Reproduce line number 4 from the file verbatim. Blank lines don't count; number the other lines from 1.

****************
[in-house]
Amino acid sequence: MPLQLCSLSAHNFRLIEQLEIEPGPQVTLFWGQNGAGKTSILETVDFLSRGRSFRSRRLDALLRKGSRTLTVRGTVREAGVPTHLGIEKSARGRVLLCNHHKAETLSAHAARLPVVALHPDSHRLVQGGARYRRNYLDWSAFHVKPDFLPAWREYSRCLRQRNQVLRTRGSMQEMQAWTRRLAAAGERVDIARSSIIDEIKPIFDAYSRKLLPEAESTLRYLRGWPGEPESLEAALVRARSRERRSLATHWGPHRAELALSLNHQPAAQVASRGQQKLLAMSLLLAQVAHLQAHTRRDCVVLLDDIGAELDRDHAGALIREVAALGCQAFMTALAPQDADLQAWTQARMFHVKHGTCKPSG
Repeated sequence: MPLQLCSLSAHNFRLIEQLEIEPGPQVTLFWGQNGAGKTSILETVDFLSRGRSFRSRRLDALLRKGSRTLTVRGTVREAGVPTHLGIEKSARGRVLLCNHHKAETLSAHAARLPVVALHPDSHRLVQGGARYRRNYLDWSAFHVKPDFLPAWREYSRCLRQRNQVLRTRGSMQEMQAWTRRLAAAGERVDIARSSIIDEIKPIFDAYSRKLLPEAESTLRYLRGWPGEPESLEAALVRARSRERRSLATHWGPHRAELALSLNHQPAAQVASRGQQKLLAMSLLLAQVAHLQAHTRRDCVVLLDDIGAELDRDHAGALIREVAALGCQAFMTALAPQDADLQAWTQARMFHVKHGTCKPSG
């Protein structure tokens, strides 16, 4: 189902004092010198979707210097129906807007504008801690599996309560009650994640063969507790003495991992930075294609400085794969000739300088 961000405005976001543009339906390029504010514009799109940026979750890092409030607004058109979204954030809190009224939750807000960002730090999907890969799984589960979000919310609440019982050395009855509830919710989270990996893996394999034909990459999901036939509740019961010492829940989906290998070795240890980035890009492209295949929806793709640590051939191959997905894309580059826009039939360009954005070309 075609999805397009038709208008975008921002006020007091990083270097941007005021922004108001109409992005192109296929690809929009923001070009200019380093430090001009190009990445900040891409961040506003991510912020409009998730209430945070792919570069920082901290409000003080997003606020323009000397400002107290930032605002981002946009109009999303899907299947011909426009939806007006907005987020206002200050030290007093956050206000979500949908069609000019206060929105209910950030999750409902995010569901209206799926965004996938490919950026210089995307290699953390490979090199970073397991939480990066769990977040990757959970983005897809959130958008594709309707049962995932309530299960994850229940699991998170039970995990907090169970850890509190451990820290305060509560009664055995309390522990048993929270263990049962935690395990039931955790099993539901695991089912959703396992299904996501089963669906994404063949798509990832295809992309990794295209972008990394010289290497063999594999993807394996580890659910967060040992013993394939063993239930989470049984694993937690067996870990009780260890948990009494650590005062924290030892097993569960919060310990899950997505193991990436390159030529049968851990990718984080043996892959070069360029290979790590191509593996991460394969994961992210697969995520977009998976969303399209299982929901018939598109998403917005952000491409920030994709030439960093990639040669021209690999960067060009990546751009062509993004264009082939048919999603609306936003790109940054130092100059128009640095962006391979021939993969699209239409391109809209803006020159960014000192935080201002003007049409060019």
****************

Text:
């Protein structure tokens, strides 16, 4: 189902004092010198979707210097129906807007504008801690599996309560009650994640063969507790003495991992930075294609400085794969000739300088 961000405005976001543009339906390029504010514009799109940026979750890092409030607004058109979204954030809190009224939750807000960002730090999907890969799984589960979000919310609440019982050395009855509830919710989270990996893996394999034909990459999901036939509740019961010492829940989906290998070795240890980035890009492209295949929806793709640590051939191959997905894309580059826009039939360009954005070309 075609999805397009038709208008975008921002006020007091990083270097941007005021922004108001109409992005192109296929690809929009923001070009200019380093430090001009190009990445900040891409961040506003991510912020409009998730209430945070792919570069920082901290409000003080997003606020323009000397400002107290930032605002981002946009109009999303899907299947011909426009939806007006907005987020206002200050030290007093956050206000979500949908069609000019206060929105209910950030999750409902995010569901209206799926965004996938490919950026210089995307290699953390490979090199970073397991939480990066769990977040990757959970983005897809959130958008594709309707049962995932309530299960994850229940699991998170039970995990907090169970850890509190451990820290305060509560009664055995309390522990048993929270263990049962935690395990039931955790099993539901695991089912959703396992299904996501089963669906994404063949798509990832295809992309990794295209972008990394010289290497063999594999993807394996580890659910967060040992013993394939063993239930989470049984694993937690067996870990009780260890948990009494650590005062924290030892097993569960919060310990899950997505193991990436390159030529049968851990990718984080043996892959070069360029290979790590191509593996991460394969994961992210697969995520977009998976969303399209299982929901018939598109998403917005952000491409920030994709030439960093990639040669021209690999960067060009990546751009062509993004264009082939048919999603609306936003790109940054130092100059128009640095962006391979021939993969699209239409391109809209803006020159960014000192935080201002003007049409060019």